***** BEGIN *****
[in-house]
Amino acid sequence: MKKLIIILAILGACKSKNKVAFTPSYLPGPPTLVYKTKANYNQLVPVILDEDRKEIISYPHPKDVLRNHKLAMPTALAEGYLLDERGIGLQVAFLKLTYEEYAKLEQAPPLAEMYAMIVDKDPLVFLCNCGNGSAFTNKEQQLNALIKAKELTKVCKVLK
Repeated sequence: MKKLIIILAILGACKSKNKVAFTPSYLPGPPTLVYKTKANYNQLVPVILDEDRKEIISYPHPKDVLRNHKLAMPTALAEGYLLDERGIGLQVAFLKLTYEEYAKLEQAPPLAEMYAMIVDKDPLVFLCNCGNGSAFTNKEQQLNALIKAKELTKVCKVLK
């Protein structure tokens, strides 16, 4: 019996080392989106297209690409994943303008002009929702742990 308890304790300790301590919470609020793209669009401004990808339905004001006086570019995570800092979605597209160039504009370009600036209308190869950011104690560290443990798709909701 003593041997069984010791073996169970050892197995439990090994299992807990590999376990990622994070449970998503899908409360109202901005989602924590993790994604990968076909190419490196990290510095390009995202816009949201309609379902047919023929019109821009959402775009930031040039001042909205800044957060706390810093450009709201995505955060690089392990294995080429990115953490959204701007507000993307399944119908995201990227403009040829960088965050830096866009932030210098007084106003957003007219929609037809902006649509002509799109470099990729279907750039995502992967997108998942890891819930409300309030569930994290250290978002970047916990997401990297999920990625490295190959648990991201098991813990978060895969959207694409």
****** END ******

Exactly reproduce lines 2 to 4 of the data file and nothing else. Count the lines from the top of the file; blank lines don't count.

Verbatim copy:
Amino acid sequence: MKKLIIILAILGACKSKNKVAFTPSYLPGPPTLVYKTKANYNQLVPVILDEDRKEIISYPHPKDVLRNHKLAMPTALAEGYLLDERGIGLQVAFLKLTYEEYAKLEQAPPLAEMYAMIVDKDPLVFLCNCGNGSAFTNKEQQLNALIKAKELTKVCKVLK
Repeated sequence: MKKLIIILAILGACKSKNKVAFTPSYLPGPPTLVYKTKANYNQLVPVILDEDRKEIISYPHPKDVLRNHKLAMPTALAEGYLLDERGIGLQVAFLKLTYEEYAKLEQAPPLAEMYAMIVDKDPLVFLCNCGNGSAFTNKEQQLNALIKAKELTKVCKVLK
């Protein structure tokens, strides 16, 4: 019996080392989106297209690409994943303008002009929702742990 308890304790300790301590919470609020793209669009401004990808339905004001006086570019995570800092979605597209160039504009370009600036209308190869950011104690560290443990798709909701 003593041997069984010791073996169970050892197995439990090994299992807990590999376990990622994070449970998503899908409360109202901005989602924590993790994604990968076909190419490196990290510095390009995202816009949201309609379902047919023929019109821009959402775009930031040039001042909205800044957060706390810093450009709201995505955060690089392990294995080429990115953490959204701007507000993307399944119908995201990227403009040829960088965050830096866009932030210098007084106003957003007219929609037809902006649509002509799109470099990729279907750039995502992967997108998942890891819930409300309030569930994290250290978002970047916990997401990297999920990625490295190959648990991201098991813990978060895969959207694409």